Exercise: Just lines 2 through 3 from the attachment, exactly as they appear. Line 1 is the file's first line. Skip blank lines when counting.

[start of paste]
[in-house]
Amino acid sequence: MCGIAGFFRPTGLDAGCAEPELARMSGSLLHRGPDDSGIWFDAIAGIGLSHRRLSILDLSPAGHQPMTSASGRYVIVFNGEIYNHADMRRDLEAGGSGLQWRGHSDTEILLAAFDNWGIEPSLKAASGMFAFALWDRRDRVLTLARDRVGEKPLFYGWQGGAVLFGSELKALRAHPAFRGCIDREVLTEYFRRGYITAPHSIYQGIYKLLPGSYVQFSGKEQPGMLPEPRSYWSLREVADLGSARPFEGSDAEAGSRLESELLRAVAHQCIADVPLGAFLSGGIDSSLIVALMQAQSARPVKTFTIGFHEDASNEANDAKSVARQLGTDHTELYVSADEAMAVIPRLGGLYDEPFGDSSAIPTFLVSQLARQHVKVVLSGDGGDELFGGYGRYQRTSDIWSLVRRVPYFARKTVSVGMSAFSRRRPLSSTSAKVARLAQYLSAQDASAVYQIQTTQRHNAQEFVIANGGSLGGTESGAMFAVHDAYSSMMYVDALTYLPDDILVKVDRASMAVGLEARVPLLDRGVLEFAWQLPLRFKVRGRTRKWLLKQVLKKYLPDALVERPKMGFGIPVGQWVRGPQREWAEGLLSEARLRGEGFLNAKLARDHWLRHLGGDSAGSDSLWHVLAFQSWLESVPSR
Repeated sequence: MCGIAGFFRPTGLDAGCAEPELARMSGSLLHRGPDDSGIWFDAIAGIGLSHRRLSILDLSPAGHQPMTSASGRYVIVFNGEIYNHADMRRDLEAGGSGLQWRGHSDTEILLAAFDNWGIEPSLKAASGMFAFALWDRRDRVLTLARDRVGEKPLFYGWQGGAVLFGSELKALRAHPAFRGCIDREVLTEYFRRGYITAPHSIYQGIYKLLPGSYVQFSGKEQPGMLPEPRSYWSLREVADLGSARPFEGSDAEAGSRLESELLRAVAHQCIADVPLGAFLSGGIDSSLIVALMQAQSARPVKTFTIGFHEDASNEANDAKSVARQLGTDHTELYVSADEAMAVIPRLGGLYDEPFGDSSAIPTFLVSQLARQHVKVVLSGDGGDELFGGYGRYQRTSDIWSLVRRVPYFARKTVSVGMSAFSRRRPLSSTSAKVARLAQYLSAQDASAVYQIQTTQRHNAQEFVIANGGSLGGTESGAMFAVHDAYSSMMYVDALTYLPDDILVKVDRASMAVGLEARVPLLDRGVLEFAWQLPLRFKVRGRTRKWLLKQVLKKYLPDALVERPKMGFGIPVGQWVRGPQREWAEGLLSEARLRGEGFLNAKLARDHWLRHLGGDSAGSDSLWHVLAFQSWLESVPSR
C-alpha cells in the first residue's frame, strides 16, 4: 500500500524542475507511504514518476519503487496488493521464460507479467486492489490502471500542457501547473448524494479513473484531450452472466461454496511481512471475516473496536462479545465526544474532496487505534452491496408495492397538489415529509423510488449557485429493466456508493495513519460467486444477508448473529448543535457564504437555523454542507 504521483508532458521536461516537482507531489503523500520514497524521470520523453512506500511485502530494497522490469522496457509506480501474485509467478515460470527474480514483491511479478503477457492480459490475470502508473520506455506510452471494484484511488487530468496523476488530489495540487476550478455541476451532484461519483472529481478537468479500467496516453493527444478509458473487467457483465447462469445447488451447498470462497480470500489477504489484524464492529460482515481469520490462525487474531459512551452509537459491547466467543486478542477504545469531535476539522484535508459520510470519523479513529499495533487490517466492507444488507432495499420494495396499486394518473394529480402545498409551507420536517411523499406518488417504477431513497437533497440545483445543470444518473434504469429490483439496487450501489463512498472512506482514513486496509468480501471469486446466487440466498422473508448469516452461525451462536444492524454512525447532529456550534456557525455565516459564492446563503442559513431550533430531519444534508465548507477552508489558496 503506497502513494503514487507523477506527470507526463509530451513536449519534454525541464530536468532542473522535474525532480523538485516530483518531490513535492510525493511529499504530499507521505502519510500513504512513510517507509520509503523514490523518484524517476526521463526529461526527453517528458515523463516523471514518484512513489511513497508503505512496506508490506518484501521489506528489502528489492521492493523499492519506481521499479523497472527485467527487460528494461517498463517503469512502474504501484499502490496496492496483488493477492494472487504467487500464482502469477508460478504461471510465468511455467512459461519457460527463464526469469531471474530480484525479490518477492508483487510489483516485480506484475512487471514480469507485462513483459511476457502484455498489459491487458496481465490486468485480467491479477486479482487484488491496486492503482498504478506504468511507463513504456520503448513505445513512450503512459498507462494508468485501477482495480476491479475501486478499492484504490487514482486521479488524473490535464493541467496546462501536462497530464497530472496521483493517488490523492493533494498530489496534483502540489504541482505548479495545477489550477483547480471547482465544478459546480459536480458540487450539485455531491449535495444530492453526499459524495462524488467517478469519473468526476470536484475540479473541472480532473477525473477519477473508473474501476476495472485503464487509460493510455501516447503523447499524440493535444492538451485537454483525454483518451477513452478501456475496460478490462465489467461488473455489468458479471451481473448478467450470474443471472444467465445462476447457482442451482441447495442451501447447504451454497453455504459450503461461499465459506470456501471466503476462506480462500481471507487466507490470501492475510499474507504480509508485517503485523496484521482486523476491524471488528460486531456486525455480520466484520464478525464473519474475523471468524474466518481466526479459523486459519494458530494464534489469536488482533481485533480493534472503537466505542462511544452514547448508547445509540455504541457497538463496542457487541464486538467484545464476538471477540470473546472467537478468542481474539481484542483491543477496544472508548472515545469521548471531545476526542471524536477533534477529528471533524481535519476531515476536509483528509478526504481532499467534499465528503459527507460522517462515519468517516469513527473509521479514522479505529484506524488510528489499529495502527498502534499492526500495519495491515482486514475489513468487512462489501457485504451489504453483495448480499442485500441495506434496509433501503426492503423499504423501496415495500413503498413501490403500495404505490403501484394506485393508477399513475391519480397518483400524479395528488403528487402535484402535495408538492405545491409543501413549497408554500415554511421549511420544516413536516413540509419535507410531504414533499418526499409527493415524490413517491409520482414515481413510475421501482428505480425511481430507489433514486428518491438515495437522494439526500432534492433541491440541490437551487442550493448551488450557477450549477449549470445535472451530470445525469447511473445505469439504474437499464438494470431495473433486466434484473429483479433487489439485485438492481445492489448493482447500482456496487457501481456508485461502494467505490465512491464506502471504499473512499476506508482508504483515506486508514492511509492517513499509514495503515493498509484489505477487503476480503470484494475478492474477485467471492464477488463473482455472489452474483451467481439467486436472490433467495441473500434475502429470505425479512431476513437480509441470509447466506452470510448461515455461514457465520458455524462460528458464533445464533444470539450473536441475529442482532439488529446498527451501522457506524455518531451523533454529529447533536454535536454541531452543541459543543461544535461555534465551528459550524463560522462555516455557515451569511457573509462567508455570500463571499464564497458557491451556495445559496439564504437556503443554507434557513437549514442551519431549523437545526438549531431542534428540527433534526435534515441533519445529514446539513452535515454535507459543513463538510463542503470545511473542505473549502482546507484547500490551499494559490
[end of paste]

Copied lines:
Amino acid sequence: MCGIAGFFRPTGLDAGCAEPELARMSGSLLHRGPDDSGIWFDAIAGIGLSHRRLSILDLSPAGHQPMTSASGRYVIVFNGEIYNHADMRRDLEAGGSGLQWRGHSDTEILLAAFDNWGIEPSLKAASGMFAFALWDRRDRVLTLARDRVGEKPLFYGWQGGAVLFGSELKALRAHPAFRGCIDREVLTEYFRRGYITAPHSIYQGIYKLLPGSYVQFSGKEQPGMLPEPRSYWSLREVADLGSARPFEGSDAEAGSRLESELLRAVAHQCIADVPLGAFLSGGIDSSLIVALMQAQSARPVKTFTIGFHEDASNEANDAKSVARQLGTDHTELYVSADEAMAVIPRLGGLYDEPFGDSSAIPTFLVSQLARQHVKVVLSGDGGDELFGGYGRYQRTSDIWSLVRRVPYFARKTVSVGMSAFSRRRPLSSTSAKVARLAQYLSAQDASAVYQIQTTQRHNAQEFVIANGGSLGGTESGAMFAVHDAYSSMMYVDALTYLPDDILVKVDRASMAVGLEARVPLLDRGVLEFAWQLPLRFKVRGRTRKWLLKQVLKKYLPDALVERPKMGFGIPVGQWVRGPQREWAEGLLSEARLRGEGFLNAKLARDHWLRHLGGDSAGSDSLWHVLAFQSWLESVPSR
Repeated sequence: MCGIAGFFRPTGLDAGCAEPELARMSGSLLHRGPDDSGIWFDAIAGIGLSHRRLSILDLSPAGHQPMTSASGRYVIVFNGEIYNHADMRRDLEAGGSGLQWRGHSDTEILLAAFDNWGIEPSLKAASGMFAFALWDRRDRVLTLARDRVGEKPLFYGWQGGAVLFGSELKALRAHPAFRGCIDREVLTEYFRRGYITAPHSIYQGIYKLLPGSYVQFSGKEQPGMLPEPRSYWSLREVADLGSARPFEGSDAEAGSRLESELLRAVAHQCIADVPLGAFLSGGIDSSLIVALMQAQSARPVKTFTIGFHEDASNEANDAKSVARQLGTDHTELYVSADEAMAVIPRLGGLYDEPFGDSSAIPTFLVSQLARQHVKVVLSGDGGDELFGGYGRYQRTSDIWSLVRRVPYFARKTVSVGMSAFSRRRPLSSTSAKVARLAQYLSAQDASAVYQIQTTQRHNAQEFVIANGGSLGGTESGAMFAVHDAYSSMMYVDALTYLPDDILVKVDRASMAVGLEARVPLLDRGVLEFAWQLPLRFKVRGRTRKWLLKQVLKKYLPDALVERPKMGFGIPVGQWVRGPQREWAEGLLSEARLRGEGFLNAKLARDHWLRHLGGDSAGSDSLWHVLAFQSWLESVPSR